The content marketing keyword sweet spot

By the Editor In SEO 6 Comments

In our last blog post we mentioned that we’re going to do a series of blog posts by our talented team members on specific topics. This is the second post on SEO by our Director, Christopher Mills.


In light of our last blog post about SEO in 2012 and what to expect in 2013, we decided to focus on something related to content marketing and give you something to think about and/or apply to your strategies.

Over the years there have been thousands of articles stating why blogging, content marketing and content production is important, from establishing a brand to showing off your expertise, but one topic that hasn’t been covered in depth in a non-technical manner, is that of long-tail keywords. What’s that you might ask? A long-tail keyword is a phrase that someone searches for in Google that consists of more than a couple of words and is a specific search, here’s an example:

Long-tail keyword search

In the example above, a person is searching for a very specific phrase, a phrase that usually wouldn’t be the primary focus of a car rental company. Typically, a car rental company would optimize their website for terms such as “car rental”, “car hire”, “car hire cape town” or “car rental cape town”. These terms are far more competitive, meaning that the company would need to do a great deal of work to rank highly for them and that the person searching would have many more choices in the search results. On the other side, with a long-tail search, competition would be less and there would be fewer results, thus giving the company more chance of acquiring the searcher as a potential customer.

In such a case, the car rental company would need to find a way to incorporate these long-tail keywords into their strategy. The easiest way would be to write articles (or blog posts) on their website addressing these long-tail topics. The technical term of for is content strategy. By writing articles on these topics, the company stands a good chance of ranking in the search results for the long-tail keywords. Now, that’s not to say that someone could simply write an article on the topic of hiring a car in Cape Town near the airport and expect to rank right at the top. The process of content strategy and content marketing is far more involved, questions such as the following would need to be raised:

  • How competitive is the long-tail keyword really?
  • How can the article be written in a manner that is useful?
  • How long should the article be?
  • How do you discover long-tail keywords that are worth going after?

It’s all these questions that need to be carefully investigated and answered by a skilled professional. If it were easy, everyone would do it, then everyone would compete for every search query and we would be back at the start again.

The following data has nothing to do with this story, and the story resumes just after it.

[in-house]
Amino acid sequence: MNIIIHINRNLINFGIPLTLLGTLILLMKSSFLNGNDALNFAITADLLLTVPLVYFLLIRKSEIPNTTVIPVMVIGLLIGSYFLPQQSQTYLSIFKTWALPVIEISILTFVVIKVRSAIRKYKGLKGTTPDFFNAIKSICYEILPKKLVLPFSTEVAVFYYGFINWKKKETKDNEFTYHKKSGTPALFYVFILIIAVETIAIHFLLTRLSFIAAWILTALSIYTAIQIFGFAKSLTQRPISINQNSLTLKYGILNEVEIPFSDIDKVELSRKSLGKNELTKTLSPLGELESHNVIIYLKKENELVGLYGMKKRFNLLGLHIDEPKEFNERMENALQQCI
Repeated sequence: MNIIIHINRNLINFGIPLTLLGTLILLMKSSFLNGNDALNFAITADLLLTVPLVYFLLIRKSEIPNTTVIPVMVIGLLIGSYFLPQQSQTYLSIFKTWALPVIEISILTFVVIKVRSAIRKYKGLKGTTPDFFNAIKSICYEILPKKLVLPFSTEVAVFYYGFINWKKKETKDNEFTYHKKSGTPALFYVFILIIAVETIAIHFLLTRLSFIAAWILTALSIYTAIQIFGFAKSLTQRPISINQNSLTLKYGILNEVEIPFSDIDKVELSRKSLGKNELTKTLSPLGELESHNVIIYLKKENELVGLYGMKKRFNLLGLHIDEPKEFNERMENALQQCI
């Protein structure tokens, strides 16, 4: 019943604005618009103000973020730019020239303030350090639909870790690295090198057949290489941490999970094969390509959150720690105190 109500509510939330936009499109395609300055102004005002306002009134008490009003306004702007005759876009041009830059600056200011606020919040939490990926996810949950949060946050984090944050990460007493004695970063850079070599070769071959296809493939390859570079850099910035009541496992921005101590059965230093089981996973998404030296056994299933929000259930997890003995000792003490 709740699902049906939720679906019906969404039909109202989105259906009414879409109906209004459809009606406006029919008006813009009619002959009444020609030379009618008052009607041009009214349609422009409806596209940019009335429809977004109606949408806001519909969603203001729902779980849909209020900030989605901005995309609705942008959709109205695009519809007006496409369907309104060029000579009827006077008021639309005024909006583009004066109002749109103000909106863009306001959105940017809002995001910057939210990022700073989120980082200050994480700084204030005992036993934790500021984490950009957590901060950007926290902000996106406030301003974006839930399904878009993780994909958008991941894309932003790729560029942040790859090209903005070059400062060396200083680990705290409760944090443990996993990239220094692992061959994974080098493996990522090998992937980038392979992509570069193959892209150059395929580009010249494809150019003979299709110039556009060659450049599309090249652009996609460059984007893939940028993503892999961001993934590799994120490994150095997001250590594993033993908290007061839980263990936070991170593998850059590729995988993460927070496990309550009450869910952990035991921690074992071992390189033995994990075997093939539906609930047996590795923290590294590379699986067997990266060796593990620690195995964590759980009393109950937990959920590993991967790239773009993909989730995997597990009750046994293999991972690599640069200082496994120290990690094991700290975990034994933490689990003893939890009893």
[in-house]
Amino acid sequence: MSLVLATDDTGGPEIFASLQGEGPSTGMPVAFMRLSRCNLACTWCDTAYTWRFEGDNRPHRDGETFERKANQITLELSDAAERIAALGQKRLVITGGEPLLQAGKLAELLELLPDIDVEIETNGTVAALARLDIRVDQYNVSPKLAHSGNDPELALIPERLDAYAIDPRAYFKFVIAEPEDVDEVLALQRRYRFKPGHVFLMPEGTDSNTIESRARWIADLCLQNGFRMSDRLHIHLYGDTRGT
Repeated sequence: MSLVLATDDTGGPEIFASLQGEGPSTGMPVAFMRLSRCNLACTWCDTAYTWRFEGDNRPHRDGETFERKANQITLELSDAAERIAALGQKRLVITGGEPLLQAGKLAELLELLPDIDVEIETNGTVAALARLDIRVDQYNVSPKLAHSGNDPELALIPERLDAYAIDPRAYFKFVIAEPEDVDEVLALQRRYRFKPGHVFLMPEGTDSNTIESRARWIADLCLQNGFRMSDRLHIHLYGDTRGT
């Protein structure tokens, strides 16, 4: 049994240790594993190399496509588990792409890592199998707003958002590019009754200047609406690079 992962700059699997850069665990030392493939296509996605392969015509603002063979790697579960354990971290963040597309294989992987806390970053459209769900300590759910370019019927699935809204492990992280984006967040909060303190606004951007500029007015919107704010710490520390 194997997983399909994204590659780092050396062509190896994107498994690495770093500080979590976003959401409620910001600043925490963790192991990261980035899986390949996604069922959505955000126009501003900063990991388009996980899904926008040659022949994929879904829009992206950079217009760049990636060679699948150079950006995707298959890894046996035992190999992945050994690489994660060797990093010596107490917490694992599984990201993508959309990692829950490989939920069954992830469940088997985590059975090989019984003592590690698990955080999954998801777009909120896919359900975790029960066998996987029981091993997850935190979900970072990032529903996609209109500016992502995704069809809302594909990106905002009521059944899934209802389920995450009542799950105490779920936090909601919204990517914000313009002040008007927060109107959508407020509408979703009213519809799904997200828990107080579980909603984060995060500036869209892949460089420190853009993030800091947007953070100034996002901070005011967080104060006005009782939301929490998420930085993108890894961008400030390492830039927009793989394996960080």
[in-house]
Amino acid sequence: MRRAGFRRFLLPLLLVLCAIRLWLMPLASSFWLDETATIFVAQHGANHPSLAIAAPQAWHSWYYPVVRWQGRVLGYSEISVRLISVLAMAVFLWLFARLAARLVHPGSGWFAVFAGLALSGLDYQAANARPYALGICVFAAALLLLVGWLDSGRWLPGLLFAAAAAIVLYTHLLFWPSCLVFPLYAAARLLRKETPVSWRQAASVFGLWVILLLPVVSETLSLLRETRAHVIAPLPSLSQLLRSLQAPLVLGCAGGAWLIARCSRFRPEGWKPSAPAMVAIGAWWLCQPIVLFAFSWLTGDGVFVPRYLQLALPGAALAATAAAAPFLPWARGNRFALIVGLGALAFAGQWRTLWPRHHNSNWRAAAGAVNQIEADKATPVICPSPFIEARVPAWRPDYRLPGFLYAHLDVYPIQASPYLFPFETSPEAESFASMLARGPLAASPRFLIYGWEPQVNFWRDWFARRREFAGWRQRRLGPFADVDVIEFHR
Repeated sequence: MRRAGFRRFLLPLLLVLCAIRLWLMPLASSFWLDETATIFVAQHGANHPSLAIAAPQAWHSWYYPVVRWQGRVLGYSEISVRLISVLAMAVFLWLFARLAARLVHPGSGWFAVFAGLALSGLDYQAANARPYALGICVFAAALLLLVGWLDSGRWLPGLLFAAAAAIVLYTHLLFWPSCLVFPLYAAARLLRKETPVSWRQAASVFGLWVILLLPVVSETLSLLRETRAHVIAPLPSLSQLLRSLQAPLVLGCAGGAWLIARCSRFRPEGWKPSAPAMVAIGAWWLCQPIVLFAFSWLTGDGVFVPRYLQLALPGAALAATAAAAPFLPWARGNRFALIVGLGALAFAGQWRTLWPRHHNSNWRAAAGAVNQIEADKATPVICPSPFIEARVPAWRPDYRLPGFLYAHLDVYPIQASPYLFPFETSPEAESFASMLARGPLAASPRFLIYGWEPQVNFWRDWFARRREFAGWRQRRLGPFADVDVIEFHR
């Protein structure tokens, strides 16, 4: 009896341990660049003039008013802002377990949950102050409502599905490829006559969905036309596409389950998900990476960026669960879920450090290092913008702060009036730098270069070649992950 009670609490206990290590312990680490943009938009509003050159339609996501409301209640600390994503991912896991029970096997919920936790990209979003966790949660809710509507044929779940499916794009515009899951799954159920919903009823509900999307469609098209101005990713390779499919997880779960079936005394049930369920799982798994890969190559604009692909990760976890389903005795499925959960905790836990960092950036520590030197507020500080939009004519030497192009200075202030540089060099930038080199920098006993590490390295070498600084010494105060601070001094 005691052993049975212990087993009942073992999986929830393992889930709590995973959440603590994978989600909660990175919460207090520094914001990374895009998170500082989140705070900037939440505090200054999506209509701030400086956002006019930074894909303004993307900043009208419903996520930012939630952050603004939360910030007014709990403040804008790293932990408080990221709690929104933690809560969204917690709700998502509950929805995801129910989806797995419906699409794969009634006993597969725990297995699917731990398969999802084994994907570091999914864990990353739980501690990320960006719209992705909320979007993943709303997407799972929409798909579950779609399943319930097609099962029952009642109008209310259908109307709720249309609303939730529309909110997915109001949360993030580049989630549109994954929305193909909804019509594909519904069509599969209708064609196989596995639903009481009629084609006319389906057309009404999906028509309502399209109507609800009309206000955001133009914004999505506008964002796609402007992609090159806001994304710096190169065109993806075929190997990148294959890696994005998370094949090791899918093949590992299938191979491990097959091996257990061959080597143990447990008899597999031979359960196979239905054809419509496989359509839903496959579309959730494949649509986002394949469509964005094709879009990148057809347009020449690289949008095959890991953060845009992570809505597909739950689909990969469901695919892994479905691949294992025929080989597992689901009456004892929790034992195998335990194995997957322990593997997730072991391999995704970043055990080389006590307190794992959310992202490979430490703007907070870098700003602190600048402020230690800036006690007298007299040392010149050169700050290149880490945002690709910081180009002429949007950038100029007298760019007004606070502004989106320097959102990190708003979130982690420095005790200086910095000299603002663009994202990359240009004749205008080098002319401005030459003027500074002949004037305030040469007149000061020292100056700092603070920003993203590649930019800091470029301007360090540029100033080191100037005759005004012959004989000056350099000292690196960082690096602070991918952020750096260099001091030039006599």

Everything that has been said needs to be backed up by some statistics, so let’s have a look.

HitWise released results from a study that analysed the popularity of different length search queries in Google, in comparison to the last study in 2004:

  • 1-word searches = 20.29% (19.02% previously)
  • 2-word searches = 23.65% (32.58% previously)
  • 3-word searches = 21.92% (25.61% previously)
  • 4-word searches = 14.89% (12.83% previously)
  • 5-word searches = 8.68% (5.64% previously)
  • 6-word searches = 4.65% (2.32% previously)
  • 7-word searches = 2.49% (0.98% previously)
  • 8-word searches = 3.43% (0% previously)

The general trend visible here is that 1, 2 and 3 word searches are decreasing, whereas 4, 5, 6, 7 and 8 word searches are increasing. In other words, people are searching for longer, more specific words in Google. This backs up the idea of producing great optimized content. Of course, one might argue that these long-tail phrases are searched for less so than the short-tail phrases and that’s a good question. The answer lies in the fact that the long tail terms are far less competitive, as mentioned, and are therefore easier to rank for. Instead of investing heavily into only highly competitive short-tail keywords, invest in a company that can assist you with generating great content that is highly optimized and is written to target well researched long-tail phrases.

The following graph visually represents what has been said above (please excuse my design skills, or the lack thereof): 

Long-tail keywords vs head terms

The sweet spot (as circled in green) shows a good mix between budget, competition level and search frequency – this is where we want to invest time and energy.

Bonus Section

If you’re familiar and would like to run some tests and/or comparisons between long-tail and short-tail phrases that are bringing visitors to your website, you can do so by creating some advanced segments in Google Analytics. The regular expression to be used for long-tail keywords is as follows: (s|+).*(s|+).*(s|+) and may be implemented as follows and tested against organic traffic or actual conversions.

Google Analytics Long-Tail Advanced Segment
On the other hand, if you want to pull a report that lists all the short-tail keywords, simply repeat the above and change the “Include” to “Exclude” like so:

Google Analytics Short-Tail Advanced Segment
Whilst producing content for your website, you need to measure everything to determine the return on investment. If you’re not measuring, you’ll never know whether your spend on content marketing is worth while.